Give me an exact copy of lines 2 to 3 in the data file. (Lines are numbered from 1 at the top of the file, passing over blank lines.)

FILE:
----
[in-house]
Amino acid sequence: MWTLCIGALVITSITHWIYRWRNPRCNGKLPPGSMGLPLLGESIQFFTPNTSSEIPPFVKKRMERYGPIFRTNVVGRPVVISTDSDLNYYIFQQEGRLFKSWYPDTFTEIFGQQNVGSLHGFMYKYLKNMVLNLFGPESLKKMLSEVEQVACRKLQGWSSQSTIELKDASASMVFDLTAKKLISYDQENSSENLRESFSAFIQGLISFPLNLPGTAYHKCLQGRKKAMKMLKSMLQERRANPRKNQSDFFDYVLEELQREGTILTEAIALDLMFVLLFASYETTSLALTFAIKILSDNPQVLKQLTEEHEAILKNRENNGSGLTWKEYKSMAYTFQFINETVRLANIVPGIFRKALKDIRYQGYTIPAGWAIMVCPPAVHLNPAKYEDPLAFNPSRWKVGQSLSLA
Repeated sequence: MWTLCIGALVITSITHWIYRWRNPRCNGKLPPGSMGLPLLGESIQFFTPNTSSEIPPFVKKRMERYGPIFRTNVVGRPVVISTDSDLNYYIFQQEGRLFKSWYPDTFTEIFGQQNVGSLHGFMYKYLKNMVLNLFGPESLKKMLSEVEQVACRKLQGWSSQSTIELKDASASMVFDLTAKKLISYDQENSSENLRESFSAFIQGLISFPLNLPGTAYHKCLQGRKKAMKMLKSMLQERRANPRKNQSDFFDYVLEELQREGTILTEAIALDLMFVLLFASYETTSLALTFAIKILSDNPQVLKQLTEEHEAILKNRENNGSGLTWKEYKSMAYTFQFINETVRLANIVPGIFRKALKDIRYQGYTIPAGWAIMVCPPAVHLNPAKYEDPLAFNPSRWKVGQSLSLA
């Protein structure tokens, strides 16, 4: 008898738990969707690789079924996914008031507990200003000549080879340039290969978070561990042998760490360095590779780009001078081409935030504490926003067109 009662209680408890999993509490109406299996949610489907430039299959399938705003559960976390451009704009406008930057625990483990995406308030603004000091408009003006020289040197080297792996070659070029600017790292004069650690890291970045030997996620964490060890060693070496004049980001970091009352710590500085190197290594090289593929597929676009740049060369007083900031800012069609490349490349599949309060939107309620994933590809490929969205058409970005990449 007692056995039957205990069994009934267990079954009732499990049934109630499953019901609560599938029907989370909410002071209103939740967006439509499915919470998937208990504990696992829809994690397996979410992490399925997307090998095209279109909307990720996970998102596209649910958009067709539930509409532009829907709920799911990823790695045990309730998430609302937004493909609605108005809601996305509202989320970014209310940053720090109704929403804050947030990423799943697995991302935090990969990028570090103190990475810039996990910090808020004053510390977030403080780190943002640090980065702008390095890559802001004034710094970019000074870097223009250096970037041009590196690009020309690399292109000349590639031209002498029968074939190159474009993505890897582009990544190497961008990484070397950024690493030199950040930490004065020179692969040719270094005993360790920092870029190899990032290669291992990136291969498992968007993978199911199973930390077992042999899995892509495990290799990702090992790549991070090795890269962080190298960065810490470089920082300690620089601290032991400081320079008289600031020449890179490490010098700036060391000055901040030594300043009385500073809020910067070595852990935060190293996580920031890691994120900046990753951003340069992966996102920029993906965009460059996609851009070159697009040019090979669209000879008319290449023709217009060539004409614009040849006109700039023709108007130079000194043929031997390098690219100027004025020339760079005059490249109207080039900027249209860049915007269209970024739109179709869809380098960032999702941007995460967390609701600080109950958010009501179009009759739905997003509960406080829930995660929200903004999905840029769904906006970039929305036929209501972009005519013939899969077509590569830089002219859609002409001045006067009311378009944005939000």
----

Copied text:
Amino acid sequence: MWTLCIGALVITSITHWIYRWRNPRCNGKLPPGSMGLPLLGESIQFFTPNTSSEIPPFVKKRMERYGPIFRTNVVGRPVVISTDSDLNYYIFQQEGRLFKSWYPDTFTEIFGQQNVGSLHGFMYKYLKNMVLNLFGPESLKKMLSEVEQVACRKLQGWSSQSTIELKDASASMVFDLTAKKLISYDQENSSENLRESFSAFIQGLISFPLNLPGTAYHKCLQGRKKAMKMLKSMLQERRANPRKNQSDFFDYVLEELQREGTILTEAIALDLMFVLLFASYETTSLALTFAIKILSDNPQVLKQLTEEHEAILKNRENNGSGLTWKEYKSMAYTFQFINETVRLANIVPGIFRKALKDIRYQGYTIPAGWAIMVCPPAVHLNPAKYEDPLAFNPSRWKVGQSLSLA
Repeated sequence: MWTLCIGALVITSITHWIYRWRNPRCNGKLPPGSMGLPLLGESIQFFTPNTSSEIPPFVKKRMERYGPIFRTNVVGRPVVISTDSDLNYYIFQQEGRLFKSWYPDTFTEIFGQQNVGSLHGFMYKYLKNMVLNLFGPESLKKMLSEVEQVACRKLQGWSSQSTIELKDASASMVFDLTAKKLISYDQENSSENLRESFSAFIQGLISFPLNLPGTAYHKCLQGRKKAMKMLKSMLQERRANPRKNQSDFFDYVLEELQREGTILTEAIALDLMFVLLFASYETTSLALTFAIKILSDNPQVLKQLTEEHEAILKNRENNGSGLTWKEYKSMAYTFQFINETVRLANIVPGIFRKALKDIRYQGYTIPAGWAIMVCPPAVHLNPAKYEDPLAFNPSRWKVGQSLSLA